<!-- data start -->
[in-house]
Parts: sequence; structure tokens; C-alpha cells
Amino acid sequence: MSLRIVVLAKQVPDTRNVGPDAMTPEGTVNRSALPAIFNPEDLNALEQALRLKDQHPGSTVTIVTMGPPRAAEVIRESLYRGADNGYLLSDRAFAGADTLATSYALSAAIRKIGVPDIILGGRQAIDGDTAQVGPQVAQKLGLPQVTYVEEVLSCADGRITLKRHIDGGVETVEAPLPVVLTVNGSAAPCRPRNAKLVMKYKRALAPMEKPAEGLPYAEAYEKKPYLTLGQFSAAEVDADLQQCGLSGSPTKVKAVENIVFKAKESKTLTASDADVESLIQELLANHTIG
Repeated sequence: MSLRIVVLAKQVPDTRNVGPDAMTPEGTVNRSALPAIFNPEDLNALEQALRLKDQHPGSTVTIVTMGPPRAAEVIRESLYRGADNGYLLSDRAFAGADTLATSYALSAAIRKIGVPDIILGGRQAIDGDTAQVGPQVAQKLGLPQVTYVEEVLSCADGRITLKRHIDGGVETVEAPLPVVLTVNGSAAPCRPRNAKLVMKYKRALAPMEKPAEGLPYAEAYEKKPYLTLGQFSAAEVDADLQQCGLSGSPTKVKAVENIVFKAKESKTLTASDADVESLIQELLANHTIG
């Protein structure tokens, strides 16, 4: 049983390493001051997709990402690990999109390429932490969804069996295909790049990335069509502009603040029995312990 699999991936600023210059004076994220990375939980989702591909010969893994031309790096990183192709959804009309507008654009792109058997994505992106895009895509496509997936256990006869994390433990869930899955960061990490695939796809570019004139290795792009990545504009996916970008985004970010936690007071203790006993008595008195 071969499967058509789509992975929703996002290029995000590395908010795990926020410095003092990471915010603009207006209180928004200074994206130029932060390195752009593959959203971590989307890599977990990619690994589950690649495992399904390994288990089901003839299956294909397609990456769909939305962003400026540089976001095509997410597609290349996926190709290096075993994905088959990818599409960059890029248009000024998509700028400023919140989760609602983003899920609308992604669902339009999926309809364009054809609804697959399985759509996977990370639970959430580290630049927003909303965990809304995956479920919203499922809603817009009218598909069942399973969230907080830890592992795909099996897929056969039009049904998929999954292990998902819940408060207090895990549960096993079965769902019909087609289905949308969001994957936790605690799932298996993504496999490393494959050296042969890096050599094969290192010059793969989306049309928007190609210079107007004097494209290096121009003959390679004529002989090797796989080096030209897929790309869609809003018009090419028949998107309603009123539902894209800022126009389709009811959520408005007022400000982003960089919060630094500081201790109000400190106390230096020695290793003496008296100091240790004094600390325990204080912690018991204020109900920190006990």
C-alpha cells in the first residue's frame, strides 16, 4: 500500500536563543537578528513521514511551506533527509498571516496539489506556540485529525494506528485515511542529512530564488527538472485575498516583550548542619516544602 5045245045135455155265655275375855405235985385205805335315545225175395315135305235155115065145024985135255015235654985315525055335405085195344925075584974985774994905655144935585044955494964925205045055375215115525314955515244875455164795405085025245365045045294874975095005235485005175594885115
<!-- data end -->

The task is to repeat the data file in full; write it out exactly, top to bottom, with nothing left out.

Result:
[in-house]
Parts: sequence; structure tokens; C-alpha cells
Amino acid sequence: MSLRIVVLAKQVPDTRNVGPDAMTPEGTVNRSALPAIFNPEDLNALEQALRLKDQHPGSTVTIVTMGPPRAAEVIRESLYRGADNGYLLSDRAFAGADTLATSYALSAAIRKIGVPDIILGGRQAIDGDTAQVGPQVAQKLGLPQVTYVEEVLSCADGRITLKRHIDGGVETVEAPLPVVLTVNGSAAPCRPRNAKLVMKYKRALAPMEKPAEGLPYAEAYEKKPYLTLGQFSAAEVDADLQQCGLSGSPTKVKAVENIVFKAKESKTLTASDADVESLIQELLANHTIG
Repeated sequence: MSLRIVVLAKQVPDTRNVGPDAMTPEGTVNRSALPAIFNPEDLNALEQALRLKDQHPGSTVTIVTMGPPRAAEVIRESLYRGADNGYLLSDRAFAGADTLATSYALSAAIRKIGVPDIILGGRQAIDGDTAQVGPQVAQKLGLPQVTYVEEVLSCADGRITLKRHIDGGVETVEAPLPVVLTVNGSAAPCRPRNAKLVMKYKRALAPMEKPAEGLPYAEAYEKKPYLTLGQFSAAEVDADLQQCGLSGSPTKVKAVENIVFKAKESKTLTASDADVESLIQELLANHTIG
């Protein structure tokens, strides 16, 4: 049983390493001051997709990402690990999109390429932490969804069996295909790049990335069509502009603040029995312990 699999991936600023210059004076994220990375939980989702591909010969893994031309790096990183192709959804009309507008654009792109058997994505992106895009895509496509997936256990006869994390433990869930899955960061990490695939796809570019004139290795792009990545504009996916970008985004970010936690007071203790006993008595008195 071969499967058509789509992975929703996002290029995000590395908010795990926020410095003092990471915010603009207006209180928004200074994206130029932060390195752009593959959203971590989307890599977990990619690994589950690649495992399904390994288990089901003839299956294909397609990456769909939305962003400026540089976001095509997410597609290349996926190709290096075993994905088959990818599409960059890029248009000024998509700028400023919140989760609602983003899920609308992604669902339009999926309809364009054809609804697959399985759509996977990370639970959430580290630049927003909303965990809304995956479920919203499922809603817009009218598909069942399973969230907080830890592992795909099996897929056969039009049904998929999954292990998902819940408060207090895990549960096993079965769902019909087609289905949308969001994957936790605690799932298996993504496999490393494959050296042969890096050599094969290192010059793969989306049309928007190609210079107007004097494209290096121009003959390679004529002989090797796989080096030209897929790309869609809003018009090419028949998107309603009123539902894209800022126009389709009811959520408005007022400000982003960089919060630094500081201790109000400190106390230096020695290793003496008296100091240790004094600390325990204080912690018991204020109900920190006990």
C-alpha cells in the first residue's frame, strides 16, 4: 500500500536563543537578528513521514511551506533527509498571516496539489506556540485529525494506528485515511542529512530564488527538472485575498516583550548542619516544602 5045245045135455155265655275375855405235985385205805335315545225175395315135305235155115065145024985135255015235654985315525055335405085195344925075584974985774994905655144935585044955494964925205045055375215115525314955515244875455164795405085025245365045045294874975095005235485005175594885115